The Daily Feed: Why Fewer Options May Spur Spending

If some choice is good, more is better. Right?

Not so fast. In Saturday’s New York Times' Your Money column, writer Alina Tugend recounts a famous study involving gourmet store jam displays. When faced with too many jam varieties—say, 24 kinds versus six—customers were more likely to stop and taste but less likely to purchase jam. When faced with fewer options (the six), they were less likely to stop, but those who did stop and taste were ten times more likely to purchase jam. Too much choice, the study found, inhibited spending.

The article points out, too, that our satisfaction with our purchases declines when we have too many items from which to choose. If we had many options and chose one, we’re more option to buyers’ remorse (that feeling of post-purchase regret) than if we had fewer choices to start.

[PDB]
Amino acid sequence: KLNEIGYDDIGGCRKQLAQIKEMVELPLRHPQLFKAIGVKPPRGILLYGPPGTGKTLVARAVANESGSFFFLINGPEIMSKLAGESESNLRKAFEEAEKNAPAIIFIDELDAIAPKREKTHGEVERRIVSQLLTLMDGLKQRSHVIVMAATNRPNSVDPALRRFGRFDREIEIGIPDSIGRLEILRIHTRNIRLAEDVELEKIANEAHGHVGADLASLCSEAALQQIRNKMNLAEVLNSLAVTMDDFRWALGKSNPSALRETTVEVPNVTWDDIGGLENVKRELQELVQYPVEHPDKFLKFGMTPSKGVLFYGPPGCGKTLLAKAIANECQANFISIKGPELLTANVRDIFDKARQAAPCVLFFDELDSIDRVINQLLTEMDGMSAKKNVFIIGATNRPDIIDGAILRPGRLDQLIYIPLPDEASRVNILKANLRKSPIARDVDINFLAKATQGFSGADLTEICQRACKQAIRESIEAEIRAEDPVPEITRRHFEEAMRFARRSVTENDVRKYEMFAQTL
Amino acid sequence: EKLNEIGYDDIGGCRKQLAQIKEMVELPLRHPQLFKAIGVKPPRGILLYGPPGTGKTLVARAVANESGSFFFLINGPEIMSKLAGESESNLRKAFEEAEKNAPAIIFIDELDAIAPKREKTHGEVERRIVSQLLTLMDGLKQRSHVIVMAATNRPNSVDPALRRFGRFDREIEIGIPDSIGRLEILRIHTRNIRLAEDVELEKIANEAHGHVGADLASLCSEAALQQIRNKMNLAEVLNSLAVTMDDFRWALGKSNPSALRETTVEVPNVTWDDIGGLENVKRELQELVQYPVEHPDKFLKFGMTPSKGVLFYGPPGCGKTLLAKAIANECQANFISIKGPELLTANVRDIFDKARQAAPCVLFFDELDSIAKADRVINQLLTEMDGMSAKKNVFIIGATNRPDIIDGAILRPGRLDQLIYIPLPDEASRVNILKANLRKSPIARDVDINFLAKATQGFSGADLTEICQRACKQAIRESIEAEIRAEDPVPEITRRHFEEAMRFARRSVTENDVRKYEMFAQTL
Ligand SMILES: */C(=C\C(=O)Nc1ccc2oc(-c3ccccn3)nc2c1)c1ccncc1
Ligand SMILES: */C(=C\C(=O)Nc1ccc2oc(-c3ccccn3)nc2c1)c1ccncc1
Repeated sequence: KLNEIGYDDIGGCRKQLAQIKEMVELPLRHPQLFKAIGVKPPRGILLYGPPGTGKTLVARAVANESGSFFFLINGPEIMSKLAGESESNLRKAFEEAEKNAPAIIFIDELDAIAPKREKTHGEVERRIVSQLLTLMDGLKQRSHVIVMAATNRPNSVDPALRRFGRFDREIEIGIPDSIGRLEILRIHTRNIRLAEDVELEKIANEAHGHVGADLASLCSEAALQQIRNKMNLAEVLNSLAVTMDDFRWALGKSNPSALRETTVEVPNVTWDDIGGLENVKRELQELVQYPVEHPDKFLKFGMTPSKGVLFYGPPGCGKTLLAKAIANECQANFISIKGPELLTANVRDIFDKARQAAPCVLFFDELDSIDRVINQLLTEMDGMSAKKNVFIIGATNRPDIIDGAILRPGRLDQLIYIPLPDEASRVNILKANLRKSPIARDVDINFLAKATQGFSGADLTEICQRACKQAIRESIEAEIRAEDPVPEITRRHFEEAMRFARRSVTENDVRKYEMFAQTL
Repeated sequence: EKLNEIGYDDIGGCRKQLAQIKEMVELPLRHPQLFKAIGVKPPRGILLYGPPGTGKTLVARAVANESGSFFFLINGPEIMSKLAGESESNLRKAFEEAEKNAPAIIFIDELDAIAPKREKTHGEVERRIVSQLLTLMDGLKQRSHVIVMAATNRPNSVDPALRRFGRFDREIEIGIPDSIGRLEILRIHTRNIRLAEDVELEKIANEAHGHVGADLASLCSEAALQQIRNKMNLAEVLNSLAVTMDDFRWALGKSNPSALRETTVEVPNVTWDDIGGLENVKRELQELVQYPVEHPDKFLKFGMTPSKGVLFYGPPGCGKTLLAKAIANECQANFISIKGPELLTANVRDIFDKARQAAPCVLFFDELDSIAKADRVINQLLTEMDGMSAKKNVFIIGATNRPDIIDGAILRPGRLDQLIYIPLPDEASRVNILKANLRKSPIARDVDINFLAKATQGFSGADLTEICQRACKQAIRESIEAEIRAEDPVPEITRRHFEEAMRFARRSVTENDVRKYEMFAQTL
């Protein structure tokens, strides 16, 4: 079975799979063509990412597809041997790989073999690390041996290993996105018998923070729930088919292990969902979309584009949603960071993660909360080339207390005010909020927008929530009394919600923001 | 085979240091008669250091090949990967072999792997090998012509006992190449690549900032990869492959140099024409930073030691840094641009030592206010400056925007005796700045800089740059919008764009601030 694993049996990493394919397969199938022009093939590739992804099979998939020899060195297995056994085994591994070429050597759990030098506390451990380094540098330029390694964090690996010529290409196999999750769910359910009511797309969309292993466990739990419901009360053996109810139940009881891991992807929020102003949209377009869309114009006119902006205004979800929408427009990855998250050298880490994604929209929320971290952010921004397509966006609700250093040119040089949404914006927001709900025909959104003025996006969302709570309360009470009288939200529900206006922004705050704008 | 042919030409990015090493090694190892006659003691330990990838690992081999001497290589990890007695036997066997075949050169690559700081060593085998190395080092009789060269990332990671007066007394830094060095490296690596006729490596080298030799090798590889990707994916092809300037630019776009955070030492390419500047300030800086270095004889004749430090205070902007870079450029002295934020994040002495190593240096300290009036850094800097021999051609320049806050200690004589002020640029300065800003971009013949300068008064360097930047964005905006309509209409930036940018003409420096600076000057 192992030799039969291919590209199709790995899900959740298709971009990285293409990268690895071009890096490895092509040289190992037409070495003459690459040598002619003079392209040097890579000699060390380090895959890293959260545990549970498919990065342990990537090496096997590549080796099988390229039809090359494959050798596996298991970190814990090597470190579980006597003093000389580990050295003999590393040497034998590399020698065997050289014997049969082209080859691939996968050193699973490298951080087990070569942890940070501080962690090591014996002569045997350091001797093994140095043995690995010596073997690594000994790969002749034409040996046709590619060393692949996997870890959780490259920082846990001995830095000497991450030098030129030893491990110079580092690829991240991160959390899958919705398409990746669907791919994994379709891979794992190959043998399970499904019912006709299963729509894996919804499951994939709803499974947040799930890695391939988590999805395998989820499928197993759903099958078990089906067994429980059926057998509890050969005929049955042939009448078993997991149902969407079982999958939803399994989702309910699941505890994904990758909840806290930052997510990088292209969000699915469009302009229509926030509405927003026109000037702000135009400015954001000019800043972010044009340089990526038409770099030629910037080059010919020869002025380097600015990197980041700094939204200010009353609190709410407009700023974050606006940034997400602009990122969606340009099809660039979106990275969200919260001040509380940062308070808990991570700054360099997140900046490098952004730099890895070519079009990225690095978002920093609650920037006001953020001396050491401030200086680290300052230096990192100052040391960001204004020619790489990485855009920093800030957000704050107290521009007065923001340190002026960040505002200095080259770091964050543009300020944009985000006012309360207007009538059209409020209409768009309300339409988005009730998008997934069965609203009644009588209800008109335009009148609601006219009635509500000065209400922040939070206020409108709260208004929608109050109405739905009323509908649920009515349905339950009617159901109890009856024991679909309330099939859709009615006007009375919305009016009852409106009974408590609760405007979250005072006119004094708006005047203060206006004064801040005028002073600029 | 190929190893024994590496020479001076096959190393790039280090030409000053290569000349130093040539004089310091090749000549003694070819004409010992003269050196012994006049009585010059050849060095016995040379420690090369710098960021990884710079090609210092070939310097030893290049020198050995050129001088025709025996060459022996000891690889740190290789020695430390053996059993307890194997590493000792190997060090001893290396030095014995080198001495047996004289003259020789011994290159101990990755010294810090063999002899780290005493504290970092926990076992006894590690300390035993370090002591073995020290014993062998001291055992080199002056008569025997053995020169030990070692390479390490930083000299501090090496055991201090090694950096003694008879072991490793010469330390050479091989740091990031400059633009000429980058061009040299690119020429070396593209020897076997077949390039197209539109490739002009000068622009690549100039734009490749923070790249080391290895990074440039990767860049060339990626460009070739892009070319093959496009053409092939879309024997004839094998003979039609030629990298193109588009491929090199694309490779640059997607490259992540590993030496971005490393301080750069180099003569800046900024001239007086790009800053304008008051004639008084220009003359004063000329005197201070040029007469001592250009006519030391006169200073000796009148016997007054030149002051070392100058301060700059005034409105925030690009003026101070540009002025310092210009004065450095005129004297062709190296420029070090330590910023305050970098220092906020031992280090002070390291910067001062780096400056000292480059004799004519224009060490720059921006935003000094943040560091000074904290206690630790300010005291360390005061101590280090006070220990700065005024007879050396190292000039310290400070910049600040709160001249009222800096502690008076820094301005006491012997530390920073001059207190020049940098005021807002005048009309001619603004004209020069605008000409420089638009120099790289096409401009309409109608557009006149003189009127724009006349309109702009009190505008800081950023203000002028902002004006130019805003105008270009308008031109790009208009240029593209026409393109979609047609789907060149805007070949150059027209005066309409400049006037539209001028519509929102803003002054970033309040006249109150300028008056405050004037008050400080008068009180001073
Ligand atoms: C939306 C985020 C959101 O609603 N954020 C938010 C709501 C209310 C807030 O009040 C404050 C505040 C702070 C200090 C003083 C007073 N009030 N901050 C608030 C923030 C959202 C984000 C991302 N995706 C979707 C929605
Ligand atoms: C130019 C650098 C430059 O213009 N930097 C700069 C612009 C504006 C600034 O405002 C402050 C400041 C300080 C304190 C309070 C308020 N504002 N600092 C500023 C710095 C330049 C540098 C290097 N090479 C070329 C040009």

Think about how these findings may apply to your own shopping proclivities. Are you likely to buy more, or less, when faced with a wall of options for, say, yogurt? And when you get home from sprawling superstores, do you tend to feel pleased with your purchases?


Cheryl Sternman Rule is a widely-published food writer and the voice behind the blog 5 Second Rule.

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